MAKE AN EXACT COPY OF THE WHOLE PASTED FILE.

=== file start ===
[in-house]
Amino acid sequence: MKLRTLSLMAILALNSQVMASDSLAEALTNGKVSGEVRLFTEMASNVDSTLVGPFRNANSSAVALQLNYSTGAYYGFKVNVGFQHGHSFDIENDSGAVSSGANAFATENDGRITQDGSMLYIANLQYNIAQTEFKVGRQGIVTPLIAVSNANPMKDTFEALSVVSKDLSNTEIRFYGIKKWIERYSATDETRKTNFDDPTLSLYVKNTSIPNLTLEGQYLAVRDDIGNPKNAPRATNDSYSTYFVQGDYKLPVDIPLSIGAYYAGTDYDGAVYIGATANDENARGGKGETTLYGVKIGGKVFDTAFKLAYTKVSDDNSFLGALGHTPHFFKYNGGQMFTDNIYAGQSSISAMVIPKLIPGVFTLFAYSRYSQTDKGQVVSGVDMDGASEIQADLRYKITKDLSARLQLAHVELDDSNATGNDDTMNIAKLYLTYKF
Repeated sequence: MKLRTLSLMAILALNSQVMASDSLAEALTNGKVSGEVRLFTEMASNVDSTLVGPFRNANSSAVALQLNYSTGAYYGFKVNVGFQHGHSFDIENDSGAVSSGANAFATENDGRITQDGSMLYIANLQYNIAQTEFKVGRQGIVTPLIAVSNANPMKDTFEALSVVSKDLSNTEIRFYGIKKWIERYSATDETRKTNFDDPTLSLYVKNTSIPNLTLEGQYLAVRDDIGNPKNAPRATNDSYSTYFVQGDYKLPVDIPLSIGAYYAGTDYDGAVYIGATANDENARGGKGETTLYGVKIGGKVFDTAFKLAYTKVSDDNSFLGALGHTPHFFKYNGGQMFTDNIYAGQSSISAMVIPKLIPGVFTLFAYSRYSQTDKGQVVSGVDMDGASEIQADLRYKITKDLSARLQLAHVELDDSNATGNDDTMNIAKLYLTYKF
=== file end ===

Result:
[in-house]
Amino acid sequence: MKLRTLSLMAILALNSQVMASDSLAEALTNGKVSGEVRLFTEMASNVDSTLVGPFRNANSSAVALQLNYSTGAYYGFKVNVGFQHGHSFDIENDSGAVSSGANAFATENDGRITQDGSMLYIANLQYNIAQTEFKVGRQGIVTPLIAVSNANPMKDTFEALSVVSKDLSNTEIRFYGIKKWIERYSATDETRKTNFDDPTLSLYVKNTSIPNLTLEGQYLAVRDDIGNPKNAPRATNDSYSTYFVQGDYKLPVDIPLSIGAYYAGTDYDGAVYIGATANDENARGGKGETTLYGVKIGGKVFDTAFKLAYTKVSDDNSFLGALGHTPHFFKYNGGQMFTDNIYAGQSSISAMVIPKLIPGVFTLFAYSRYSQTDKGQVVSGVDMDGASEIQADLRYKITKDLSARLQLAHVELDDSNATGNDDTMNIAKLYLTYKF
Repeated sequence: MKLRTLSLMAILALNSQVMASDSLAEALTNGKVSGEVRLFTEMASNVDSTLVGPFRNANSSAVALQLNYSTGAYYGFKVNVGFQHGHSFDIENDSGAVSSGANAFATENDGRITQDGSMLYIANLQYNIAQTEFKVGRQGIVTPLIAVSNANPMKDTFEALSVVSKDLSNTEIRFYGIKKWIERYSATDETRKTNFDDPTLSLYVKNTSIPNLTLEGQYLAVRDDIGNPKNAPRATNDSYSTYFVQGDYKLPVDIPLSIGAYYAGTDYDGAVYIGATANDENARGGKGETTLYGVKIGGKVFDTAFKLAYTKVSDDNSFLGALGHTPHFFKYNGGQMFTDNIYAGQSSISAMVIPKLIPGVFTLFAYSRYSQTDKGQVVSGVDMDGASEIQADLRYKITKDLSARLQLAHVELDDSNATGNDDTMNIAKLYLTYKF